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4 Tips to Take the Stress out of Purchasing and Renewing SaaS

4 Tips to Take the Stress out of Purchasing and Renewing SaaS

4 Tips to Take the Stress out of Purchasing and Renewing SaaS

As part of Solutions Review’s Contributed Content Series—a collection of articles written by industry thought leaders in maturing software categories—Aashish Chandarana, the CIO of Productiv, highlights a few ways companies can remove some of the stress involved in purchasing and renewing SaaS licenses.

Enterprises are managing many SaaS apps in an environment where spending is under a microscope. Procurement, finance, and IT teams are pressured to eliminate waste while driving higher value during purchases and renewals. These stakeholders struggle with hundreds of applications, dozens of cross-functional stakeholders, and more complex portfolio rationalization decisions. Complicating matters, organizations can miss out on up to 30 percent in cost savings because they don’t have benchmark prices for their apps. 

As an IT executive, I have had a lot of experience procuring software. Before joining my company as CIO, I led technology business operations & partnerships for 21ST Century Fox. Here are some best practices I’ve found successful so companies can reduce the stress and friction around SaaS purchases and renewals—and have more confidence during vendor negotiations. 

1) Make it easier for procurement teams to align on decisions 

For most organizations, the data required to bring SaaS spend under management comes from siloed, manual approaches like spreadsheets, meetings, and one-off online conversations. On average, seven disconnected tools are used to support procurement decisions, and existing ERPs have hard-to-use capabilities that make it difficult and costly to drive software intake and renewals across an organization. Meanwhile, 6-10 employees are involved in each purchasing and renewal decision, making collaboration more complex across hundreds of applications and services.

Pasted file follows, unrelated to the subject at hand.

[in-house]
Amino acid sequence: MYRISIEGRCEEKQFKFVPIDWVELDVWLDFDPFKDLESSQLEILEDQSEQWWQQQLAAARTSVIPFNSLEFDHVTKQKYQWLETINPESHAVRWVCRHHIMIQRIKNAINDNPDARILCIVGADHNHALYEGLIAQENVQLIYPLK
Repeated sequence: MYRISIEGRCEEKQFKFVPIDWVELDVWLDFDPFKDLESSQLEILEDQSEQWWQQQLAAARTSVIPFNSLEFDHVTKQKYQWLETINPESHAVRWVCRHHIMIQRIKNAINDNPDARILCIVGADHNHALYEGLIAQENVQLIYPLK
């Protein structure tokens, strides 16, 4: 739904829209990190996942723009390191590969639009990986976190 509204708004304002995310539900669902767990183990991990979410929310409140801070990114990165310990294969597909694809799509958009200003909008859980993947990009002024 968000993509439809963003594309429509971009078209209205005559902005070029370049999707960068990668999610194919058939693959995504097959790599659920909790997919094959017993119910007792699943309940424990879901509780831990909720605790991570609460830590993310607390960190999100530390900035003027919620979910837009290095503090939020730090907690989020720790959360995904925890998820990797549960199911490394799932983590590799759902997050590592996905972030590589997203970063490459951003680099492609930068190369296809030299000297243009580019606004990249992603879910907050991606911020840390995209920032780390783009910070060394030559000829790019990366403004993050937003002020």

Consider investing in solutions that automate procurement processes and tools that help procurement stakeholders collaborate in dedicated collaboration channels. SaaS renewal decisions should be driven by a real-time understanding of how employees use the apps they can access. But increased insight about usage is not enough on its own.

SaaS contracts, licenses, compliance, usage, and renewal information are all important and should be stored in one place. For instance, procurement can prepare for vendor negotiations by reviewing usage insights, recommendations, and pricing benchmarks, then discussing the information with IT. This creates a valuable information advantage for new apps as well as renewals. 

2) Identify the SaaS licenses that are being used the most 

Ensure you have access to feature-level employee engagement data across apps to effectively investigate where licenses are being underutilized and why. Employees may have access to multiple communication tools but prefer using just one, like Slack. Or, employees may use two different file-sharing platforms because they don’t realize they can perform all the tasks they need in one. 

3) Rightsize your SaaS portfolio using trusted data and pricing benchmarks 

Even beyond the number of licenses, mismatching individual users with the correct functionality tier is a common spending source. For example, organizations can save money on their Zoom licenses by moving employees not using paid features to the free version. Many enterprise SaaS apps across an organization have multiple license tiers, such as Salesforce and ServiceNow. And if you see, for example, everyone is using MSFT Teams and not Zoom for video conferencing that is a good data point for not renewing and consolidating to a platform that employees are using.  

Don’t rely on vendor pricing packages—to get the most out of negotiations, try to determine SKU-Level pricing benchmarks.  

4) Understand the SaaS you have, so stakeholders can get together to make data-driven decisions 

To optimize costs when buying and renewing software, companies need to know the following: 

  • How many SaaS licenses are actively used?  
  • Are tiered licenses appropriately distributed across users? 
  • Which SaaS apps will auto-renew in the near future?  
  • What contracts are approaching their termination date? 
  • Are we paying above or below the industry benchmark for SaaS licenses?

Download Link to ERP Buyer's Guide Download Link to MERP Buyer's Guide Download Link to DERP Buyer's Guide

Aashish Chandarana
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